4 Low Comfort Level with Uncertainty/Risk Taking Internal vs. External Locus of Control Monochronic vs. Polychronic Time Indirect vs. Direct Communication Styles Types of Nonverbal Communication Styles Don't Assume .Ask! Four Step Model of Building CLC: A plan for working effectively and respectfully with youth/families from a variety of backgrounds 1) Learn about culture and important Cultural components 2) Learn about your own culture through a process of self-assessment that includes examining your own culture's assumptions and values and your perspectives on them 3) Learn about the individual young people (and families) in your program 4) Learn as much as possible about important aspects of their Cultural backgrounds Step Two: Self-Assessment Stepping through the Looking Glass.
5 Un-normalizes your view, so that you can understand that everyone has their 'If you think we're wax-works,' he said, own way of looking at and 'you ought to pay, you know. Wax- understanding the world works weren't made to be looked at for nothing, nohow!'. 'Contrariwise,' added the one marked Happens in Process 'DEE,' 'if you think we're alive, you ought to speak. Tweedledee &. May Be Quite Personal Tweedledum, Lewis Carroll Changes Perspective, opening up what you see as normal through your interactions with others who have different viewpoints A Thought Exercise on Privilege What are American Values? What are institutional values? How are the Norms decided upon in our institutions? Which Groups have those Rules Favored?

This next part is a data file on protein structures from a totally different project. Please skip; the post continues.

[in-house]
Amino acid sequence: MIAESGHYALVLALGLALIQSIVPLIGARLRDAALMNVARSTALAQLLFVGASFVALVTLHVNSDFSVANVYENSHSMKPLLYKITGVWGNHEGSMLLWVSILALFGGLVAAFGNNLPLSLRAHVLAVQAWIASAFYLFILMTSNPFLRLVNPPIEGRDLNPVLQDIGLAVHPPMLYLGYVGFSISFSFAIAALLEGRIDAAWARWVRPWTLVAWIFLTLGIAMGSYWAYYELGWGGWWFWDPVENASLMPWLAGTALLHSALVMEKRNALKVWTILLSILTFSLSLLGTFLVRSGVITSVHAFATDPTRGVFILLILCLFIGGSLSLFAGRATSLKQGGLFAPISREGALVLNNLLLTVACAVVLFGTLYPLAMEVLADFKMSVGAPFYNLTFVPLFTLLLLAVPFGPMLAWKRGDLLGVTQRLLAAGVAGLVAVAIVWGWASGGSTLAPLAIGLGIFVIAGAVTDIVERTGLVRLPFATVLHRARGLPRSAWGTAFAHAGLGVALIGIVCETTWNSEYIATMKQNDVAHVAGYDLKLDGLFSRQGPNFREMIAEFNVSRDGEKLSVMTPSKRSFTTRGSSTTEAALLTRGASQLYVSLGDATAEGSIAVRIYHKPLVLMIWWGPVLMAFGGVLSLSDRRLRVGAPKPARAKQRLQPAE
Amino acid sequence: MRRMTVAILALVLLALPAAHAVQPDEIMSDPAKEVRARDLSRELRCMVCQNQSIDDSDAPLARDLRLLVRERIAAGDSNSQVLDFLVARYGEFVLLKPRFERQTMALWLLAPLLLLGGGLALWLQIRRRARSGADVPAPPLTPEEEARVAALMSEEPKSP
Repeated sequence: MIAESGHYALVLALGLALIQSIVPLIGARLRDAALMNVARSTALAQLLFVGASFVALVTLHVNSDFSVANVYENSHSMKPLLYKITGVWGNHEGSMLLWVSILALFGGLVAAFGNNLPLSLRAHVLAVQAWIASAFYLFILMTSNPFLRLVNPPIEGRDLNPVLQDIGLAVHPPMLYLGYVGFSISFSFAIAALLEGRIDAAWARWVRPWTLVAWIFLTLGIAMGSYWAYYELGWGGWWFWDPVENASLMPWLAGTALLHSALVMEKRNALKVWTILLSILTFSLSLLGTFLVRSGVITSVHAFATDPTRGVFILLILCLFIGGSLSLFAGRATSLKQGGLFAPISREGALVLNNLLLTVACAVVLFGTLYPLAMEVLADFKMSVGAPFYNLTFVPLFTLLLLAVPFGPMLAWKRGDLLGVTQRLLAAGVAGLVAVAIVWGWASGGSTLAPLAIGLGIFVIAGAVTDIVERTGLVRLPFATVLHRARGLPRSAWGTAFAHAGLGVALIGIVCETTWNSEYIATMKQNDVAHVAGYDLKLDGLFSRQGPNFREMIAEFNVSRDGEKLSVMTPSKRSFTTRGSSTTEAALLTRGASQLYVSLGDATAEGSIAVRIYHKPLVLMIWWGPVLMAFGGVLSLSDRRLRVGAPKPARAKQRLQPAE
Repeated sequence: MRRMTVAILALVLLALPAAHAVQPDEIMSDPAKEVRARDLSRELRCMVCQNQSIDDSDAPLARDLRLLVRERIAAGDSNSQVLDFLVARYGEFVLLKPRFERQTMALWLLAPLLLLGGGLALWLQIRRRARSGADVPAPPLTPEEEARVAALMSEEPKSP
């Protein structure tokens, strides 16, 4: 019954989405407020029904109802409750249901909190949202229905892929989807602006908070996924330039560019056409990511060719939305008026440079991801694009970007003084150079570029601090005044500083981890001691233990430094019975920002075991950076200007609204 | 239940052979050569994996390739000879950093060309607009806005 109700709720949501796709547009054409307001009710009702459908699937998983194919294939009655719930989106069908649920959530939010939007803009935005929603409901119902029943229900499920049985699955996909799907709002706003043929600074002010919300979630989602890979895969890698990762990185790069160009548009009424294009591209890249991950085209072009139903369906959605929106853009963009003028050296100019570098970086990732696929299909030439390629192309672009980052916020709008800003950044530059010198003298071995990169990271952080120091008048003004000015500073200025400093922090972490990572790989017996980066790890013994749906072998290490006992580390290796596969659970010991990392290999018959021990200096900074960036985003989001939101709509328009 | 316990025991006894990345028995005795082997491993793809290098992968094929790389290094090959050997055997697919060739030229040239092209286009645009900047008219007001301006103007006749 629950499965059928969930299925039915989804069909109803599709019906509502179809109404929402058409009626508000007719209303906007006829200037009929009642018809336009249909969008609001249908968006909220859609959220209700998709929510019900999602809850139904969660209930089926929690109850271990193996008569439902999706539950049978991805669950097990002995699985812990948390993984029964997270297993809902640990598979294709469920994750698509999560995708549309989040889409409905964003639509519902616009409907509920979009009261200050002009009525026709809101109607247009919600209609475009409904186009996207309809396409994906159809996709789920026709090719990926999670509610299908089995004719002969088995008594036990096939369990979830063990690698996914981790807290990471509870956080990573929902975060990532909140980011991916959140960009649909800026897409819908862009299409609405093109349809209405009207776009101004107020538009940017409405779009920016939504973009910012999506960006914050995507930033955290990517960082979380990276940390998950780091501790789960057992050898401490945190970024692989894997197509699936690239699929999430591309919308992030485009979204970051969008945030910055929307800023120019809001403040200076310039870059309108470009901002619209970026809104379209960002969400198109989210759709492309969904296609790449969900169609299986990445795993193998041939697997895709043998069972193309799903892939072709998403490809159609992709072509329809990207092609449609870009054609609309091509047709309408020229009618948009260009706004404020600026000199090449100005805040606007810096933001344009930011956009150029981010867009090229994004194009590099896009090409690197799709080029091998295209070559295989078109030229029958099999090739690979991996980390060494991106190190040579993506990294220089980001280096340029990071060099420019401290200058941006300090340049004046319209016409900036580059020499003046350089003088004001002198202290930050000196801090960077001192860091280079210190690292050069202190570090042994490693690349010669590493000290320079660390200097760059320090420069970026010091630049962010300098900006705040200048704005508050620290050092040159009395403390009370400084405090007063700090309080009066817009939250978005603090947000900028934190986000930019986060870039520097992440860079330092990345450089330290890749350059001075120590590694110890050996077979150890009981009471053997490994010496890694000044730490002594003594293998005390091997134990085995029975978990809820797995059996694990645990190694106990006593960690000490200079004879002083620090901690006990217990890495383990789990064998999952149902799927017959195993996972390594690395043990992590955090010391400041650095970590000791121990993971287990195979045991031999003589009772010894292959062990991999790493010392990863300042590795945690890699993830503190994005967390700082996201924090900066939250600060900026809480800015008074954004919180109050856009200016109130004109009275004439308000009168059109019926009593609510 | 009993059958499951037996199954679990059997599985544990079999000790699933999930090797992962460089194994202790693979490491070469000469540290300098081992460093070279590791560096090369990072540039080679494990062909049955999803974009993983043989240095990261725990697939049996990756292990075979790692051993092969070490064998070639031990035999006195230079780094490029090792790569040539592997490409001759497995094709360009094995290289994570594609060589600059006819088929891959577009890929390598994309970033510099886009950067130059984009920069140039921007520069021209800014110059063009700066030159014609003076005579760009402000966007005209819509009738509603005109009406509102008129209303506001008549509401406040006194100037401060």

6 What Groups or Cultures play may have a different set of norms ? How have groups been affected historically, socially, economically by marginalization? In what ways, through which processes, have the Norms changed historically? Let's Play A Game!!! Our Exercise on Race, Class, and Privilege may provide some answers . Four Step Model of Building CLC: A plan for working effectively and respectfully with youth/families from a variety of backgrounds 1) Learn about culture and important Cultural components 2) Learn about your own culture through a process of self-assessment that includes examining your own culture's assumptions and values and your perspectives on them 3) Learn about the individual young people (and families) you serve 4) Learn as much as possible about important aspects of their Cultural backgrounds Step Three: Cultural Discovery Engaging in a process of learning about an individual, family, or community's Cultural values, beliefs, and behaviors.
7 No significant learning occurs without significant relationship. Dr. James Comer Remember: Culture is viewed and understood through your own lens and it requires investigation beyond the surface Earning the Right to Be Heard Rapport = connection, especially harmonious or sympathetic, an understanding Set the tone for open communication Watch your language neutral adult, not parental . Build Trust be consistent! Empower Your Mentee teach problem solving skills rather than giving solutions; allow them to give input and make small decisions Ask Questions! Seek First to Understand, then to Be Understood Discovering Youth: Developmental Considerations Preschool (Ages 2-5). Elementary (Ages 5-10). Pre-teen (Ages 10-13).